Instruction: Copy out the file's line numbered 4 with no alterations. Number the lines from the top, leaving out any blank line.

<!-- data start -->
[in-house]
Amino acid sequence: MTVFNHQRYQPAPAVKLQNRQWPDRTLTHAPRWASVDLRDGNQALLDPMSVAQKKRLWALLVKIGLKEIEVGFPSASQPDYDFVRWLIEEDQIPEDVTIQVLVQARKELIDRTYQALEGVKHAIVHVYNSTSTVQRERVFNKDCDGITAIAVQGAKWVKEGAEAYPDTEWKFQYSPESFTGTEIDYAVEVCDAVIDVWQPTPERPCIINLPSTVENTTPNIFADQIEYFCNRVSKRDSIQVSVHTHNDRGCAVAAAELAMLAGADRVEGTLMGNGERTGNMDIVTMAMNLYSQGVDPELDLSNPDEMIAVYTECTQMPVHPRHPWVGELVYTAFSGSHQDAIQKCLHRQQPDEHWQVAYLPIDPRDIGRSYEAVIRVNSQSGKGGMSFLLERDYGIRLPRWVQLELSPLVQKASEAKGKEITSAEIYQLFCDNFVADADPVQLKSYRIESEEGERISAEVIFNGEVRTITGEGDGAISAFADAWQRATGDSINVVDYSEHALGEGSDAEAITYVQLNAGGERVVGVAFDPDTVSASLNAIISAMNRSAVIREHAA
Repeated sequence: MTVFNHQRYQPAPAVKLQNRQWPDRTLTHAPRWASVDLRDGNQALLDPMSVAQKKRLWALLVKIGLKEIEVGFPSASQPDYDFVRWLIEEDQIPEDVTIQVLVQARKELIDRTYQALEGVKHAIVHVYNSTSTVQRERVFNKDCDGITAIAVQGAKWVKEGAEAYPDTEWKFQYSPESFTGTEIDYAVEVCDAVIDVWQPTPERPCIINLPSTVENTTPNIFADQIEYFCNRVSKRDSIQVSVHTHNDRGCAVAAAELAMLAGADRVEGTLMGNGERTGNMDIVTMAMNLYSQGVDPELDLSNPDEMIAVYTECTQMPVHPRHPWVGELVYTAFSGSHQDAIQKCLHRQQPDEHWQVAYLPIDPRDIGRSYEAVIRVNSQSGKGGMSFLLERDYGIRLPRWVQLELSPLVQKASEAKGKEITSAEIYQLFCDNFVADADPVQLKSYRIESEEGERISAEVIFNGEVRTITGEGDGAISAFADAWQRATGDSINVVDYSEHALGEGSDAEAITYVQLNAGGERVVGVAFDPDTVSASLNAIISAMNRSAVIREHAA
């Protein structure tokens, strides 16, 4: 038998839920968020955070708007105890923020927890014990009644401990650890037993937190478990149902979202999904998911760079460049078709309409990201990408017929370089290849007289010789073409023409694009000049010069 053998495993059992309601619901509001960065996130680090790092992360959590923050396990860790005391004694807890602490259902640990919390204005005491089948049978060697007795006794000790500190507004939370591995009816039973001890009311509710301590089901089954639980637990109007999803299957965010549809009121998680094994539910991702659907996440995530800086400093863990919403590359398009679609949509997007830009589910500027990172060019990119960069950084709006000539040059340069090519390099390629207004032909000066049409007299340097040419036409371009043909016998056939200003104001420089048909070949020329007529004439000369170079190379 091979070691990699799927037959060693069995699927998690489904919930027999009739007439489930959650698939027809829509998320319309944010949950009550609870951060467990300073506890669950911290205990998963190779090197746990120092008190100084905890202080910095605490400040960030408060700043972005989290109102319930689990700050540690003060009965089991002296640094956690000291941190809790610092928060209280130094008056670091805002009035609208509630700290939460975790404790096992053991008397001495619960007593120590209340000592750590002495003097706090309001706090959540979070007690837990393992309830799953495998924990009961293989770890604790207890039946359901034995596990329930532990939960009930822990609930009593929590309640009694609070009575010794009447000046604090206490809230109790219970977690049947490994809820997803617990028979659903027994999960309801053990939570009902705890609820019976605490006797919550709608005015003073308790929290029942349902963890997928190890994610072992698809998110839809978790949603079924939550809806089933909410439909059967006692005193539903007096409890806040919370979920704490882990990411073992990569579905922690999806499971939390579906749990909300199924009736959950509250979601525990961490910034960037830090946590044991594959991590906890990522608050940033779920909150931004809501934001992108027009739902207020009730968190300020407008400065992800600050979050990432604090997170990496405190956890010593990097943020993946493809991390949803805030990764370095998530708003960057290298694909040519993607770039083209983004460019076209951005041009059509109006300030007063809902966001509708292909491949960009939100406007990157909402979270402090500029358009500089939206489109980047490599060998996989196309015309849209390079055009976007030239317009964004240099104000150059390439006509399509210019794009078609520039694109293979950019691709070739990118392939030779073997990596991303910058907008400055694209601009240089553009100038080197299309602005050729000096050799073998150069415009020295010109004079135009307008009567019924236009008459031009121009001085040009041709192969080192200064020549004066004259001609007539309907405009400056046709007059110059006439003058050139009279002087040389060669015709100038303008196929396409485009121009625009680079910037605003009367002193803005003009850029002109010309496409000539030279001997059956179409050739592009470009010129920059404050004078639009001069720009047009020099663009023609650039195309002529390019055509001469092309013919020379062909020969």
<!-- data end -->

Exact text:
């Protein structure tokens, strides 16, 4: 038998839920968020955070708007105890923020927890014990009644401990650890037993937190478990149902979202999904998911760079460049078709309409990201990408017929370089290849007289010789073409023409694009000049010069 053998495993059992309601619901509001960065996130680090790092992360959590923050396990860790005391004694807890602490259902640990919390204005005491089948049978060697007795006794000790500190507004939370591995009816039973001890009311509710301590089901089954639980637990109007999803299957965010549809009121998680094994539910991702659907996440995530800086400093863990919403590359398009679609949509997007830009589910500027990172060019990119960069950084709006000539040059340069090519390099390629207004032909000066049409007299340097040419036409371009043909016998056939200003104001420089048909070949020329007529004439000369170079190379 091979070691990699799927037959060693069995699927998690489904919930027999009739007439489930959650698939027809829509998320319309944010949950009550609870951060467990300073506890669950911290205990998963190779090197746990120092008190100084905890202080910095605490400040960030408060700043972005989290109102319930689990700050540690003060009965089991002296640094956690000291941190809790610092928060209280130094008056670091805002009035609208509630700290939460975790404790096992053991008397001495619960007593120590209340000592750590002495003097706090309001706090959540979070007690837990393992309830799953495998924990009961293989770890604790207890039946359901034995596990329930532990939960009930822990609930009593929590309640009694609070009575010794009447000046604090206490809230109790219970977690049947490994809820997803617990028979659903027994999960309801053990939570009902705890609820019976605490006797919550709608005015003073308790929290029942349902963890997928190890994610072992698809998110839809978790949603079924939550809806089933909410439909059967006692005193539903007096409890806040919370979920704490882990990411073992990569579905922690999806499971939390579906749990909300199924009736959950509250979601525990961490910034960037830090946590044991594959991590906890990522608050940033779920909150931004809501934001992108027009739902207020009730968190300020407008400065992800600050979050990432604090997170990496405190956890010593990097943020993946493809991390949803805030990764370095998530708003960057290298694909040519993607770039083209983004460019076209951005041009059509109006300030007063809902966001509708292909491949960009939100406007990157909402979270402090500029358009500089939206489109980047490599060998996989196309015309849209390079055009976007030239317009964004240099104000150059390439006509399509210019794009078609520039694109293979950019691709070739990118392939030779073997990596991303910058907008400055694209601009240089553009100038080197299309602005050729000096050799073998150069415009020295010109004079135009307008009567019924236009008459031009121009001085040009041709192969080192200064020549004066004259001609007539309907405009400056046709007059110059006439003058050139009279002087040389060669015709100038303008196929396409485009121009625009680079910037605003009367002193803005003009850029002109010309496409000539030279001997059956179409050739592009470009010129920059404050004078639009001069720009047009020099663009023609650039195309002529390019055509001469092309013919020379062909020969």